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Ellie’s cancer treatment and surgery expenses!

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After being in remission for almost one year, my most recent set of maintenance scans showed some suspicious growth in my original tumor site. I had a followup biopsy, which unfortunately confirmed that my cancer is back. The cancer cells they tested from the tumor are once again high grade - meaning aggressive - and I spoke to my sarcoma doctor at Moffit about the results. They held a meeting with a board of specialists, which included my oncologist and other doctors who have experience with this kind of cancer, and based on the short time frame in which my cancer returned, they are recommending chemotherapy, alongside another surgery. 

I have a meeting in two weeks to discuss what this treatment plan would entail. I have many new and scary factors to prepare for, including fertility preservation, the physical and mental toll of chemo, how long I would be undergoing it, and how disabled yet another surgery on my arm would leave me. After they removed a few centimeters of my median nerve during my last surgery, the left half of my hand is barely functional as it is. I am in unexpected and uncharted territory, whilst also attending school. I will likely be unable to work, and with the new year coming up, I have a high deductible to meet before my insurance begins to cover treatment and other appointments. 

Any donations will be going towards transportation, deductible costs, boarding for the days I need to be close to the cancer center, medication for pain management, maybe a cool hat when I inevitably go bald, and so forth. 

I’m not happy to be in the position of asking for support again, but I’m not sure I can do this on my own. 

Any and all donations, reposts, and kind words are appreciated. Thank you for reading, and happy holidays


Hello everyone, my name is Ellie. I’m 19 years old, and on July 13th of this year, I was diagnosed with an extremely rare kind of soft tissue cancer called synovial sarcoma. I have recently started 5 weeks of daily radiation treatment to control the growth of the cancer before I have to undergo a second surgery.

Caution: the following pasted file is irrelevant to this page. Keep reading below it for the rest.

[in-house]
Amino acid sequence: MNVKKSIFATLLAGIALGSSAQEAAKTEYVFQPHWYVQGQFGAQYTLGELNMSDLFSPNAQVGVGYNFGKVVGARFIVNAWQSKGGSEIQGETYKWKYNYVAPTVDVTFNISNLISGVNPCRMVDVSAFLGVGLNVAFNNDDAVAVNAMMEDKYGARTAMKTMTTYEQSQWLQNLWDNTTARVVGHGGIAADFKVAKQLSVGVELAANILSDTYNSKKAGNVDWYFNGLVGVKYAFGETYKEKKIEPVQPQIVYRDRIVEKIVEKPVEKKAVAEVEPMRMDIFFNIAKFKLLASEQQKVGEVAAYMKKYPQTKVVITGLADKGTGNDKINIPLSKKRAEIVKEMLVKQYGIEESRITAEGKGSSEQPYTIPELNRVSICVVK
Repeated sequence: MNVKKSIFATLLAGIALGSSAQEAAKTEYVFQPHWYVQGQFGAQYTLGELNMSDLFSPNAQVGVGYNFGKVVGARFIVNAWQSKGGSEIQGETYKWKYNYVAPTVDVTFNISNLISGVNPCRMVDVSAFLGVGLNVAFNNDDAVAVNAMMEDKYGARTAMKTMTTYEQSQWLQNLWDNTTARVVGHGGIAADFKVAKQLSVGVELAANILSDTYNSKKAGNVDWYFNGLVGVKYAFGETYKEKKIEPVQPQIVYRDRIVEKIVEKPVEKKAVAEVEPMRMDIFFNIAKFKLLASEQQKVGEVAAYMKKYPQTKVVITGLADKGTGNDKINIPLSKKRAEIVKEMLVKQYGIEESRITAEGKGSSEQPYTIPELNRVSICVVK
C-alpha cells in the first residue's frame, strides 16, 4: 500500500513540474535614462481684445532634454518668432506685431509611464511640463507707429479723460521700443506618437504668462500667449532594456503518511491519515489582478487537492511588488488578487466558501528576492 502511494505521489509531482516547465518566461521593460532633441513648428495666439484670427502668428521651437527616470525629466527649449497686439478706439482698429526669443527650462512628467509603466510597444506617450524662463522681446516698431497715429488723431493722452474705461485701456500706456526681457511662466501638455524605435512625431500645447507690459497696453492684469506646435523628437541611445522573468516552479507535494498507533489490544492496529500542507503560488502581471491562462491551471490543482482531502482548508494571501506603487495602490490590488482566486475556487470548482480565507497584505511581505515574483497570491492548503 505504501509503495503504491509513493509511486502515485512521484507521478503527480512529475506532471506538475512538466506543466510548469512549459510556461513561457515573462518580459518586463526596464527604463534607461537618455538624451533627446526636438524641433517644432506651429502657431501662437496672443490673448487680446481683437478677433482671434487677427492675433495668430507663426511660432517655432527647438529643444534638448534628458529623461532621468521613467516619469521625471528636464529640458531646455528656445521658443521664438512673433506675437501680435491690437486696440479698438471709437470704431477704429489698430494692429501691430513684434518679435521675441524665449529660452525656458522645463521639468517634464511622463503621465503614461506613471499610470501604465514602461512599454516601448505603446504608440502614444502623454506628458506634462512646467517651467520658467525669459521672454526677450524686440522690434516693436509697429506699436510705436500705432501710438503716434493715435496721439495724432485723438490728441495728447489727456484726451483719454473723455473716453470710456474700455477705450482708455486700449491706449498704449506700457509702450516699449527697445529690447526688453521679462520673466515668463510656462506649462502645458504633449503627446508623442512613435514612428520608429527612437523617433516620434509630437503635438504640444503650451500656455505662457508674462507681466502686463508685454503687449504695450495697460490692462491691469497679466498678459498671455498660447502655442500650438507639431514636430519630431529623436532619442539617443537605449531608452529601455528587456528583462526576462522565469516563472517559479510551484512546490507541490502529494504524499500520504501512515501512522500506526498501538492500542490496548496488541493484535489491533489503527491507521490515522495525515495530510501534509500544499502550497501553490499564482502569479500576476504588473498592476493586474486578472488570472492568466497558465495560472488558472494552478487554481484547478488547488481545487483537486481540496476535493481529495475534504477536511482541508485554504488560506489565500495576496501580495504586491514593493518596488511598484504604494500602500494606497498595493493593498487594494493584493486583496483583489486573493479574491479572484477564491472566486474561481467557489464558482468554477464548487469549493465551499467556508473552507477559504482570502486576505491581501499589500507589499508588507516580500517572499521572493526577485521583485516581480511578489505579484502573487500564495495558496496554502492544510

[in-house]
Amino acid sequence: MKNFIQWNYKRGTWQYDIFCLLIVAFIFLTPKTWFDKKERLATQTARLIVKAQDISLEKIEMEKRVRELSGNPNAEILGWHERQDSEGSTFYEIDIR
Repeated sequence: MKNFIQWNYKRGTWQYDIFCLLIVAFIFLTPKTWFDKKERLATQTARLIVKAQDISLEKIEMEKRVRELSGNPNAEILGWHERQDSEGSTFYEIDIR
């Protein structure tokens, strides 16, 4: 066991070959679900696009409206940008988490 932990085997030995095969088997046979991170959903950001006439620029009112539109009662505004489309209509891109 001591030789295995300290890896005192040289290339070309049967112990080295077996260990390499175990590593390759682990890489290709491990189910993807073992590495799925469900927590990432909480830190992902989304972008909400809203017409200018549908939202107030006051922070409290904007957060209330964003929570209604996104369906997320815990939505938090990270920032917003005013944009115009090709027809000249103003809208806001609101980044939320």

Since I cannot work during treatment, the donations I receive will go towards animal care, personal needs such as medicine, easily-accessible amenities as I try to relearn how to use my hand, and treatment costs. I’m lucky to have health insurance, but even then, the out-of-pocket copay quickly adds up. I appreciate every single donation and share! ❤️

The long version: 

About a year and a half ago, I developed a sensitive area in the soft part of my right elbow. The pain soon extended to my fingers, and I was brushed off by medical professionals who said it was likely nothing more than carpal tunnel, or a compressed median nerve. Being called a hypochondriac was very embarrassing, and impacted my decision making in terms of seeking help. 

As the year passed, the pain grew worse, and after I began to feel extreme swelling in my elbow, my middle finger went completely numb. I finally found a surgeon that took the time to talk to me, and referred me to get an MRI for the affected area. At the time of the MRI, the pain in my fingers and arm had grown so intense that when it flared up, I would black out for a few seconds.

When I returned to the surgeon to go over the results of the imaging, he sat me down and told me they found a tumor in the exact place I had been having pain. At the time of discovery, it measured 5.4 cm, or the size of a small lime. He referred me to an orthopedic oncologist and surgeon to do further testing, and get it removed.